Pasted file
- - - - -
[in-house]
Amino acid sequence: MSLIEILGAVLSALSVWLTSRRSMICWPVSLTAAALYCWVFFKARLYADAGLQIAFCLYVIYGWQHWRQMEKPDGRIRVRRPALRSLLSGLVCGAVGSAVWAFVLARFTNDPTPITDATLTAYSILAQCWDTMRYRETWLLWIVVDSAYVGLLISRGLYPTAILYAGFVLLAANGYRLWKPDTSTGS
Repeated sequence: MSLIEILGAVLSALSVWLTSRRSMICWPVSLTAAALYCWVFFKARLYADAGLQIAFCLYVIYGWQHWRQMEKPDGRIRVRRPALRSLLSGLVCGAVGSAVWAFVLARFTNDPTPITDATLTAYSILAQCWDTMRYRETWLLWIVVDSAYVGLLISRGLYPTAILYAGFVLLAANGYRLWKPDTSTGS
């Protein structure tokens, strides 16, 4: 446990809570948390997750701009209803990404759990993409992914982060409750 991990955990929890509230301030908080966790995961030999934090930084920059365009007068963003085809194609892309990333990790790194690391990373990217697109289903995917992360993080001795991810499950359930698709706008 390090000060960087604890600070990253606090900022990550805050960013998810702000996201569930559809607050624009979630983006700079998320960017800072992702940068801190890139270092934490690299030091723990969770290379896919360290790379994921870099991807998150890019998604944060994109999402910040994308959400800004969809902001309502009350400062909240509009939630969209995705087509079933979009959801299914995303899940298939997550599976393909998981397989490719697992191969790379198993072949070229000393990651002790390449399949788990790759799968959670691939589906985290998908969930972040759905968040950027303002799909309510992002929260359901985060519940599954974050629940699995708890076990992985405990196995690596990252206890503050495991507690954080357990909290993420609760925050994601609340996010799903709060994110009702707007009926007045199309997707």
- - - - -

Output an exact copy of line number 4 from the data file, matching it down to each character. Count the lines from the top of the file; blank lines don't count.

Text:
């Protein structure tokens, strides 16, 4: 446990809570948390997750701009209803990404759990993409992914982060409750 991990955990929890509230301030908080966790995961030999934090930084920059365009007068963003085809194609892309990333990790790194690391990373990217697109289903995917992360993080001795991810499950359930698709706008 390090000060960087604890600070990253606090900022990550805050960013998810702000996201569930559809607050624009979630983006700079998320960017800072992702940068801190890139270092934490690299030091723990969770290379896919360290790379994921870099991807998150890019998604944060994109999402910040994308959400800004969809902001309502009350400062909240509009939630969209995705087509079933979009959801299914995303899940298939997550599976393909998981397989490719697992191969790379198993072949070229000393990651002790390449399949788990790759799968959670691939589906985290998908969930972040759905968040950027303002799909309510992002929260359901985060519940599954974050629940699995708890076990992985405990196995690596990252206890503050495991507690954080357990909290993420609760925050994601609340996010799903709060994110009702707007009926007045199309997707």